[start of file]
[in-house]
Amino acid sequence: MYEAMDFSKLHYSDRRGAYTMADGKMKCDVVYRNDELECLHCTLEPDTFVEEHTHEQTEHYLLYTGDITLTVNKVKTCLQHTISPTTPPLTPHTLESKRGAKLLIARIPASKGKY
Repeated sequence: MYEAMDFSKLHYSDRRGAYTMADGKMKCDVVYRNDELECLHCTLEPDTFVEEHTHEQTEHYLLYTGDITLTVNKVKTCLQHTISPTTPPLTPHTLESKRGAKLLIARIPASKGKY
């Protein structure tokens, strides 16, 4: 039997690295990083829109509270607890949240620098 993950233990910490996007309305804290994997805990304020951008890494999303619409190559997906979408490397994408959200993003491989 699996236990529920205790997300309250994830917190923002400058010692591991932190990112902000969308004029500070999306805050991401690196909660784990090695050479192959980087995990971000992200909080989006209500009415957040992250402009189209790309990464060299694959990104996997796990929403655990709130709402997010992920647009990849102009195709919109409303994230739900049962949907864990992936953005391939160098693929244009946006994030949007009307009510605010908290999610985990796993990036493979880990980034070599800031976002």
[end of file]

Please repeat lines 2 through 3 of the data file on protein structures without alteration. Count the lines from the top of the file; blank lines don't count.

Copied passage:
Amino acid sequence: MYEAMDFSKLHYSDRRGAYTMADGKMKCDVVYRNDELECLHCTLEPDTFVEEHTHEQTEHYLLYTGDITLTVNKVKTCLQHTISPTTPPLTPHTLESKRGAKLLIARIPASKGKY
Repeated sequence: MYEAMDFSKLHYSDRRGAYTMADGKMKCDVVYRNDELECLHCTLEPDTFVEEHTHEQTEHYLLYTGDITLTVNKVKTCLQHTISPTTPPLTPHTLESKRGAKLLIARIPASKGKY